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Something Better than Reading Self-Help Books

This 9-month-old baby boy is getting ready to walk for the first time. He gets up and is able to balance himself after a few moments. He looks just ahead and sees his parents a couple of meters away. They're looking on proudly, prompting him to move forward.

The baby takes one wobbly step forward and his mom squeals with excitement. He takes another wobbly but successful step, and his dad fist pumps the air proudly. Then he takes the third step, wobbles for a little bit but quickly falls over.

The parents rush over to check on their child ensuring there are no scratches or bruises on him. But the baby shoos his parents away, gets his reading glasses out, and opens a book on 'How to walk within 30 days for babies.'

I know this story sounds silly. Why would a baby read a book on walking? First of all, babies can't read. But most importantly, babies learn to walk perfectly by making consistent attempts every day.

Yet, when it comes to our lives, we think we can learn and achieve our goals by reading some self-help books, instead of actually making consistent attempts.

Don't get me wrong, reading self-help books is nice.

The author went out of his or her way to consolidate their hard-earned information into a neatly packaged book. And us lucky readers can get the same amount of wisdom with less effort.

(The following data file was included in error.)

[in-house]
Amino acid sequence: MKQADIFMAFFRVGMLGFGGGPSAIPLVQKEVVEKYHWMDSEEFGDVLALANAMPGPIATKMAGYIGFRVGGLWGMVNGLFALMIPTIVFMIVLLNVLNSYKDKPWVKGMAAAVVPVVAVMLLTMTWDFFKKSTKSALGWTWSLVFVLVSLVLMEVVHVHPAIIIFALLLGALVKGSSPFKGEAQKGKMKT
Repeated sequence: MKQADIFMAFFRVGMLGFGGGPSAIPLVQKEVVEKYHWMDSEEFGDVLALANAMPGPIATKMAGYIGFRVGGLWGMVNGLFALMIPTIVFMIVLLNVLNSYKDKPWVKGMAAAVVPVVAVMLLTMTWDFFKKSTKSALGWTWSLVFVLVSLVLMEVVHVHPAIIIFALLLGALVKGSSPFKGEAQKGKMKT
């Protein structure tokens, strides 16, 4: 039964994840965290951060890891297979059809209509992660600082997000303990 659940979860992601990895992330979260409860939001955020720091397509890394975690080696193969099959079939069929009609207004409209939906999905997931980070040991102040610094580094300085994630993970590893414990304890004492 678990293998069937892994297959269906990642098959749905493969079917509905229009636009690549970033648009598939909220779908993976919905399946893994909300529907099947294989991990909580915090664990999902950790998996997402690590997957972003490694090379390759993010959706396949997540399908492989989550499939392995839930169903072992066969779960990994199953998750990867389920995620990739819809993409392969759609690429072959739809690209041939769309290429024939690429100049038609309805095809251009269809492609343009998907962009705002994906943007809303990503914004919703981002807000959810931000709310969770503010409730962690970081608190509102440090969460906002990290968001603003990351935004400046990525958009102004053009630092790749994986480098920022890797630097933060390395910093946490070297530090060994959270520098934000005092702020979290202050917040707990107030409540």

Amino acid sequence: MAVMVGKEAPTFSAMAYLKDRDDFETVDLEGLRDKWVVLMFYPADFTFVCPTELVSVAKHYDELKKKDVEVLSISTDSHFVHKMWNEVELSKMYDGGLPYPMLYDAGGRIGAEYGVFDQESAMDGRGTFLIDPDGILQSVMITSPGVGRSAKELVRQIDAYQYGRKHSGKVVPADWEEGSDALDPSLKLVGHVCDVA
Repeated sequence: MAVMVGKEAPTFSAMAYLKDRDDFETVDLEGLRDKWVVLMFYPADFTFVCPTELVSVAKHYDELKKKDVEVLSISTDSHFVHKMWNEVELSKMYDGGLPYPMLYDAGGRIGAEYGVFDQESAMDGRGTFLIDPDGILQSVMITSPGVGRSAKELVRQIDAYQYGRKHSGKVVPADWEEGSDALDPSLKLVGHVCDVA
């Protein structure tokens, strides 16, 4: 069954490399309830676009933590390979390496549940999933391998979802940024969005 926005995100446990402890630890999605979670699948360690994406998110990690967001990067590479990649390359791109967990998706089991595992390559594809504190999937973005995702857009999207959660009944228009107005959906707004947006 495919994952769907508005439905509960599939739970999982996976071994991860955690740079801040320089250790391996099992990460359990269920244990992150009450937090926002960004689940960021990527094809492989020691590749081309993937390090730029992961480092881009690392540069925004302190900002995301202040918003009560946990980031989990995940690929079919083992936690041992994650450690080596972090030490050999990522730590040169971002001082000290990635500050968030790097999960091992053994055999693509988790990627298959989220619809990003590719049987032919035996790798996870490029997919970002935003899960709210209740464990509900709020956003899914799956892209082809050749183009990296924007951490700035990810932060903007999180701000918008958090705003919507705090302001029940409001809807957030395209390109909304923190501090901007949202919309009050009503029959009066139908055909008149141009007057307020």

Yet, it's not exactly like that.

The author has put their knowledge down on paper, but it's still not the same type of knowledge for the readers. The author has made countless attempts in trying to gain their knowledge. And as a result, he/she understands the countless ways that lead to failure in their particular field. This leads to a much more nuanced understanding of the knowledge they have written. But for the readers, they don't get to experience the same amount of mistakes and failures. Therefore leaving them with only a hallow understanding. And no matter how many books are read, it's hard to get the same nuanced knowledge of the authors.

That being said, we shouldn't be discouraged.

Because we can get a deeper understanding of whatever field our goals are in. We just have to toss the books and focus on making consistent attempts every day. I know this sounds like a lot of work, because it is.

If you want to get better at reaching your goals, whether it be in business, fitness, dating, social life, etc. You need to prioritize daily attempts. Mind you, it's going to feel very tough at first. But after a little while, it gets easier. And the more you commit to making these daily attempts, the sooner you will be able to find success in reaching your goals.